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The Woman in the Alcove Anna Katharine Green

VII Night And A Voice

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As my horse settled down to work, picking his way, now here and now there, sometimes over the brown earth, hard and baked as in a thousand furnaces, and sometimes over the stunted grass whose needle-like stalks seemed never to have known moisture, I let my eyes roam to such peaks as were not cut off from view by the nearer hillsides, and wondered whether the snow which capped them was whiter than any other or the blue of the sky bluer, that the two together had the effect upon me of cameo work on a huge and unapproachable scale.

Certainly the effect of these grand mountains, into which you leap without any preparation from the streets and market-places of America's oldest city, is such as is not easily described.

We struck water now and then,--narrow water--courses which my horse followed in mid stream, and, more interesting yet, goatherds with their flocks, Mexicans all, who seemed to understand no English, but were picturesque enough to look at and a welcome break in the extreme lonesomeness of the way.

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I had been told that they would serve me as guides if I felt at all doubtful of the trail, and in one or two instances they proved to be of decided help. They could gesticulate, if they could not speak English, and when I tried them with the one word Placide they would nod and point out which of the many side canyons I was to follow. But they always looked up as they did so, up, up, till I took to looking up, too, and when, after miles multiplied indefinitely by the winding of the trail, I came out upon a ledge from which a full view of the opposite range could be had, and saw fronting me, from the side of one of its tremendous peaks, the gap of a vast hole not two hundred feet from the snowline, I knew that, inaccessible as it looked, I was gazing up at the opening of Abner Fairbrother's new mine, the Placide.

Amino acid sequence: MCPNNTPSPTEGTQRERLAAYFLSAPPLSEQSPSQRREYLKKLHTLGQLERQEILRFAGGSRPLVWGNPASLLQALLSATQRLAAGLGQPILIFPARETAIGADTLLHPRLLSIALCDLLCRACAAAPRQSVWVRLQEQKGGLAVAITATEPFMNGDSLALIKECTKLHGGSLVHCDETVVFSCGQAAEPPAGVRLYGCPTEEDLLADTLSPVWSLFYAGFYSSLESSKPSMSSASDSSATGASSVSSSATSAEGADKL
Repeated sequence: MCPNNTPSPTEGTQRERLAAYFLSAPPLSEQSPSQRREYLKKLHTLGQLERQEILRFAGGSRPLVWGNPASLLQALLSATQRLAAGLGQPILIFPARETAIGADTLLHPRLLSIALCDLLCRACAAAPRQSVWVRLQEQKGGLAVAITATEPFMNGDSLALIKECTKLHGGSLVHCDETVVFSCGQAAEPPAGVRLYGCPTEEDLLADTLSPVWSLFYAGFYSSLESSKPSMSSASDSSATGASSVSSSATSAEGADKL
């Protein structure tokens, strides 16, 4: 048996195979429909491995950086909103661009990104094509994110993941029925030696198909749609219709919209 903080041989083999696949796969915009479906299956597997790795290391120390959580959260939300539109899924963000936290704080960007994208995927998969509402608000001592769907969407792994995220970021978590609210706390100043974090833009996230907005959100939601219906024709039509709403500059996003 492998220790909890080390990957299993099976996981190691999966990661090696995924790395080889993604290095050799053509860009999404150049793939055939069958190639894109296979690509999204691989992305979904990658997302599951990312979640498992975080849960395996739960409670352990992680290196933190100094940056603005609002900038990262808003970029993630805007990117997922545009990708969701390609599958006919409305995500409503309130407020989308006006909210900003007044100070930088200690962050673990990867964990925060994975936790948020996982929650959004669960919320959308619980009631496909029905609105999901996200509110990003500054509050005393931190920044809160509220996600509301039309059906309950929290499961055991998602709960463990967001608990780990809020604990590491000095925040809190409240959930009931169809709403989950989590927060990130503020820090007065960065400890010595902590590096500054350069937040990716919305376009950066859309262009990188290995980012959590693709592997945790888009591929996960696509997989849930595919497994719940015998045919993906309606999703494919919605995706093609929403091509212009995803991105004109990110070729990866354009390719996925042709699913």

The experience was a strange one. The two ranges approached so nearly that it seemed as if a ball might be tossed from one to the other. But the chasm between was stupendous. I grew dizzy as I looked downward and saw the endless zigzags yet to be traversed step by step before the bottom of the canyon could be reached, and then the equally interminable zigzags up the acclivity beyond, all of which I must trace, still step by step, before I could hope to arrive at the camp which, from where I stood, looked to be almost within hail of my voice.

I have described the mine as a hole. That was all I saw at first--a great black hole in the dark brown earth of the mountain-side, from which ran down a still darker streak into the waste places far below it. But as I looked longer I saw that it was faced by a ledge cut out of the friable soil, on which I was now able to descry the pronounced white of two or three tent-tops and some other signs of life, encouraging enough to the eye of one whose lot it was to crawl like a fly up that tremendous mountain-side.

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The Woman in the Alcove
Anna Katharine Green

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